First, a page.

Learn how to understand cultures and build relationships with people from other Listening to people also helps us get through our numbness-- there is a real Notice differences in communication styles and values; don't assume that the. cultures into high context (HC) and low context (LC) communication .. problems when building business relationships across cultures. Cross-Cultural Communication Styles: High and Low Context explicitly through the message itself and rarely is anything implicit or hidden. you to adapt your communication style and build stronger relationships with them.
Once you have made the decision to make friends with people different from yourself, you can go ahead and make friends with them in much the same way as with anyone else. You may need to take more time, and you may need to be more persistent. You may need to reach out and take the initiative more than you are used to. People who have been mistreated by society may take more time to trust you than people who haven't. Don't let people discourage you. There are good reasons why people have built up defenses, but it is not impossible to overcome them and make a connection.
The effort is totally worth it. Put yourself in situations where you will meet people of other cultures; especially if you haven't had the experience of being a minority, take the risk. One of the first and most important steps is to show up in places where you will meet people of cultures other than your own. Go to meetings and celebrations of groups whose members you want to get to know.
Or hang out in restaurants and other gathering places that different cultural groups go. You may feel embarrassed or shy at first, but your efforts will pay off. People of a cultural group will notice if you take the risk of coming to one of their events.
If it is difficult for you to be the only person like yourself attending, you can bring a buddy with you and support each other in making friends. We all carry misinformation and stereotypes about people in different cultures. Especially, when we are young, we acquire this information in bits and pieces from TV, from listening to people talk, and from the culture at large.
We are not bad people because we acquired this; no one requested to be misinformed. But in order to build relationships with people of different cultures, we have to become aware of the misinformation we acquired. An excellent way to become aware of your own stereotypes is to pick groups that you generalize about and write down your opinions.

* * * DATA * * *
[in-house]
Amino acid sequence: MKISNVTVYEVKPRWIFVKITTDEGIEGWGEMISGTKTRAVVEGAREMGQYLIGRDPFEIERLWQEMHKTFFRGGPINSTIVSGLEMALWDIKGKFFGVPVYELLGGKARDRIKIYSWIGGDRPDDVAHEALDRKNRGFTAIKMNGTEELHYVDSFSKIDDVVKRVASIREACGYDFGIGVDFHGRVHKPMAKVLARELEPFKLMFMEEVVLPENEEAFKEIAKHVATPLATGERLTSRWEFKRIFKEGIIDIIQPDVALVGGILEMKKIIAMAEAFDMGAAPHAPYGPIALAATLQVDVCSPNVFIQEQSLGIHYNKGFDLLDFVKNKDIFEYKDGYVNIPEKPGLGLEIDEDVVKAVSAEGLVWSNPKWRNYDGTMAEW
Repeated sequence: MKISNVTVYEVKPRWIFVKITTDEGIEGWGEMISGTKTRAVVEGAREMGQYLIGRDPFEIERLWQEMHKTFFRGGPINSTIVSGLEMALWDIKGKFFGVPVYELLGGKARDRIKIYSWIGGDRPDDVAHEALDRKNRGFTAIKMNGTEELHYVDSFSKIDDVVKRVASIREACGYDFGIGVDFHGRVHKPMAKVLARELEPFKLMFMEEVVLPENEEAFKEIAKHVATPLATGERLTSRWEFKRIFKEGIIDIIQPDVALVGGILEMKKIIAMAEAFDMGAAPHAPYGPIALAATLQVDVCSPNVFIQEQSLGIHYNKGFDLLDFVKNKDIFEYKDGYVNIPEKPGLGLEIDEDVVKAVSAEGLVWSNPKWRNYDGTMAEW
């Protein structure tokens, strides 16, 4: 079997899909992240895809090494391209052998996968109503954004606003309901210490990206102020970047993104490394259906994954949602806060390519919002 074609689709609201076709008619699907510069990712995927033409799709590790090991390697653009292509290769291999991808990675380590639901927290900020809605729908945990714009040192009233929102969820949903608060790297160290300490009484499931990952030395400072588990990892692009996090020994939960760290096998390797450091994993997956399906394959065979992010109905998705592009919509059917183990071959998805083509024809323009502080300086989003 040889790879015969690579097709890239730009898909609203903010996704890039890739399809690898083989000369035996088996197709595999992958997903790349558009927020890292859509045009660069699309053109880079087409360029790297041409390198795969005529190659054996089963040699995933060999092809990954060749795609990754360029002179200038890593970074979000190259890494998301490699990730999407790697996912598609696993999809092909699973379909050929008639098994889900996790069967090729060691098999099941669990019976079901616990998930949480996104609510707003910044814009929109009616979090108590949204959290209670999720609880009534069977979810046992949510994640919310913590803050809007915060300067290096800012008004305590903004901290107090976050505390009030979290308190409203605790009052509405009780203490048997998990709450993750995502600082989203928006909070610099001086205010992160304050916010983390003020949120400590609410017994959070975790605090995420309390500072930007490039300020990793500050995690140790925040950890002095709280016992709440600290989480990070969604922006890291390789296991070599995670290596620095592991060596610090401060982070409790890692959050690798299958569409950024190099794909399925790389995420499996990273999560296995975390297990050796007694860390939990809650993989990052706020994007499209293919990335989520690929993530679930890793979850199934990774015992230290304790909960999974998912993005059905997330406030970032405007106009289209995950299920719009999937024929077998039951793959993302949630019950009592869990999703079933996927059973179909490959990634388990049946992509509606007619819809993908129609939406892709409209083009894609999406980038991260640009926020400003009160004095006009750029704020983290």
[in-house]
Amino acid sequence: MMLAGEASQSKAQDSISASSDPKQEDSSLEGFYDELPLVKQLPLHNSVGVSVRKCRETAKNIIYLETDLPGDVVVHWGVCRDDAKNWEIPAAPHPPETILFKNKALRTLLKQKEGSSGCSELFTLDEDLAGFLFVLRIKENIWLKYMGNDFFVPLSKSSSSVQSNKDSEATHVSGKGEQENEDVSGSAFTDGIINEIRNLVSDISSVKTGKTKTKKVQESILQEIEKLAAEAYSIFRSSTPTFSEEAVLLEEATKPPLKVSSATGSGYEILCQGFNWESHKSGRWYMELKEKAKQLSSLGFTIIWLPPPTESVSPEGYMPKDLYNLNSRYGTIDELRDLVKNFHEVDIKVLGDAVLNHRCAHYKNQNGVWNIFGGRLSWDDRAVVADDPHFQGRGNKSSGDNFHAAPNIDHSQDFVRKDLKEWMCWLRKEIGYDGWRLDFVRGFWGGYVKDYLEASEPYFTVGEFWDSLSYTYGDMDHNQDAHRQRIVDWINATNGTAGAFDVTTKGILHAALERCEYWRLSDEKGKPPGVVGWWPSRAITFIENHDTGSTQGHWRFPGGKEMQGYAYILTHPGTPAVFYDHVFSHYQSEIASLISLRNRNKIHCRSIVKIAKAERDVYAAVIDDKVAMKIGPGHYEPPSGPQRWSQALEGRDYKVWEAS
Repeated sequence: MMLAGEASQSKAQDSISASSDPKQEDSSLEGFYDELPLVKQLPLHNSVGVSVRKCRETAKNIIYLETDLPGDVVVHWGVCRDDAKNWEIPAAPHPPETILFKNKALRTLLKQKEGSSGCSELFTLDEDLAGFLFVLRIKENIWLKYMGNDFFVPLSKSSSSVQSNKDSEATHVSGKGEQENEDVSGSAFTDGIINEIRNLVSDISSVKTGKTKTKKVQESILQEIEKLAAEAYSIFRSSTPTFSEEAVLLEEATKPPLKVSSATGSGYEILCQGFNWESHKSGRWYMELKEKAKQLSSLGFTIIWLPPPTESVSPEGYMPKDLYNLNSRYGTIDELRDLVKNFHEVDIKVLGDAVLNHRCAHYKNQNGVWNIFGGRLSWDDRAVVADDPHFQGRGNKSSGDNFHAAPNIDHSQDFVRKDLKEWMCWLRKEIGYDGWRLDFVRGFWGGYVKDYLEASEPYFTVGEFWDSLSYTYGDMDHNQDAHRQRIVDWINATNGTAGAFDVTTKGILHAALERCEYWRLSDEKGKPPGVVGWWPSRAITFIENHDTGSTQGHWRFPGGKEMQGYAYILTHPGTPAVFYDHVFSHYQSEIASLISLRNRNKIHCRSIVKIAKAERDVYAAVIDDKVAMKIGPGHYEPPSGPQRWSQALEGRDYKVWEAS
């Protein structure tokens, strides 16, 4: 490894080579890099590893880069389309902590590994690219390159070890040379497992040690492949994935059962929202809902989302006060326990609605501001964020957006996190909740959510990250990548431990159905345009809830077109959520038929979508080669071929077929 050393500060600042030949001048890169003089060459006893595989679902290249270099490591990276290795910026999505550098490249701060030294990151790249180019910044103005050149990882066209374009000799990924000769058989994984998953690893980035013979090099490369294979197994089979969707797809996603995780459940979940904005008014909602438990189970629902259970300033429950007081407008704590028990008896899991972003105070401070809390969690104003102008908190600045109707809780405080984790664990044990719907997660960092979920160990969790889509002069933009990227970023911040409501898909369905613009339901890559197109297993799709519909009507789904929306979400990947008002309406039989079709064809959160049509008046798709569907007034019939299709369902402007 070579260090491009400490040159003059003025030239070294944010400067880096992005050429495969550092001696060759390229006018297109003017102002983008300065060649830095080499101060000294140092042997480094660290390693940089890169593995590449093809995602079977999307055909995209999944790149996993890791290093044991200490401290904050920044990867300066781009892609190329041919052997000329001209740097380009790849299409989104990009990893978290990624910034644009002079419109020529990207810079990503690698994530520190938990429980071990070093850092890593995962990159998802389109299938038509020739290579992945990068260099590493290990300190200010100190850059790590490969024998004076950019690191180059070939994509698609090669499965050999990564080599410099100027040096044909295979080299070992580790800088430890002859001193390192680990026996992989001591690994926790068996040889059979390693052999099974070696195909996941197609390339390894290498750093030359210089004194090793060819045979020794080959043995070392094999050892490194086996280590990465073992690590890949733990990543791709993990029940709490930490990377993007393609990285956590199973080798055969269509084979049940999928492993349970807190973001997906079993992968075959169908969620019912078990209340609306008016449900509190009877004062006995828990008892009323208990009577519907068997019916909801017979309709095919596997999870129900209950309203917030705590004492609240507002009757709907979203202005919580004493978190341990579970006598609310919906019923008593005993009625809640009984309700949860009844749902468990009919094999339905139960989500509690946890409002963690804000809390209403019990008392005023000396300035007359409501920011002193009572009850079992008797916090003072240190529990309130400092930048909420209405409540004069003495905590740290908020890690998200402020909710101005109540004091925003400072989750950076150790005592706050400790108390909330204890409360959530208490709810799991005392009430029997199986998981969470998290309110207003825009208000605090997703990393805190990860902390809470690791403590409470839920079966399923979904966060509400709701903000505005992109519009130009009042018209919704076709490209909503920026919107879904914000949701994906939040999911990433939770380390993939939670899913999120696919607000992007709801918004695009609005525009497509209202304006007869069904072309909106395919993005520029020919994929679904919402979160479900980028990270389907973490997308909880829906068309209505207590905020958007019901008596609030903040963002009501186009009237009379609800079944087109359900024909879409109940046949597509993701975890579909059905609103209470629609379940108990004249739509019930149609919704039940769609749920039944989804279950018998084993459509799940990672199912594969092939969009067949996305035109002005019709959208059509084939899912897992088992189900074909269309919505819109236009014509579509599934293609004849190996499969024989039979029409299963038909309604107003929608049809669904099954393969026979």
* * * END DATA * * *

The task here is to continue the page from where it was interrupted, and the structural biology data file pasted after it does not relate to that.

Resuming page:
Once you have, examine the thoughts that came to your mind and where you acquired them. Another way to become aware of stereotypes is to talk about them with people who have similar cultures to your own. In such settings you can talk about the misinformation you acquired without being offensive to people from a particular group.
You can get together with a friend or two and talk about how you acquired stereotypes or fears of other different people. You can answer these kinds of questions: How did your parents feel about different ethnic, racial, or religious groups?
What did your parents communicate to you with their actions and words? Were your parents friends with people from many different groups? What did you learn in school about a particular group? Was there a lack of information about some people? Are there some people you shy away from?
Ask people questions about their cultures, customs, and views People, for the most part, want to be asked questions about their lives and their cultures.
Many of us were told that asking questions was nosy; but if we are thoughtful, asking questions can help you learn about people of different cultures and help build relationships. People are usually pleasantly surprised when others show interest in their cultures. If you are sincere and you can listen, people will tell you a lot. Read about other people's cultures and histories It helps to read about and learn about people's cultures and histories. If you know something about the reality of someone's life and history, it shows that you care enough to take the time to find out about it.
It also gives you background information that will make it easier to ask questions that make sense. However, you don't have to be an expert on someone's culture to get to know them or to ask questions.
People who are, themselves, from a culture are usually the best experts, anyway. Don't forget to care and show caring It is easy to forget that the basis of any relationship is caring. Everyone wants to care and be cared about.
Caring about people is what makes a relationship real.
Don't let your awkwardness around cultural differences get in the way of caring about people. Listen to people tell their stories If you get an opportunity to hear someone tell you her life story first hand, you can learn a lot--and build a strong relationship at the same time.
Every person has an important story to tell. Each person's story tells something about their culture. Listening to people's stories, we can get a fuller picture of what people's lives are like--their feelings, their nuances, and the richness of their lives.
Listening to people also helps us get through our numbness-- there is a real person before us, not someone who is reduced to stereotypes in the media.
Additionally, listening to members of groups that have been discriminated against can give us a better understanding of what that experience is like. Listening gives us a picture of discrimination that is more real than what we can get from reading an article or listening to the radio. You can informally ask people in your neighborhood or organization to tell you a part of their life stories as a member of a particular group.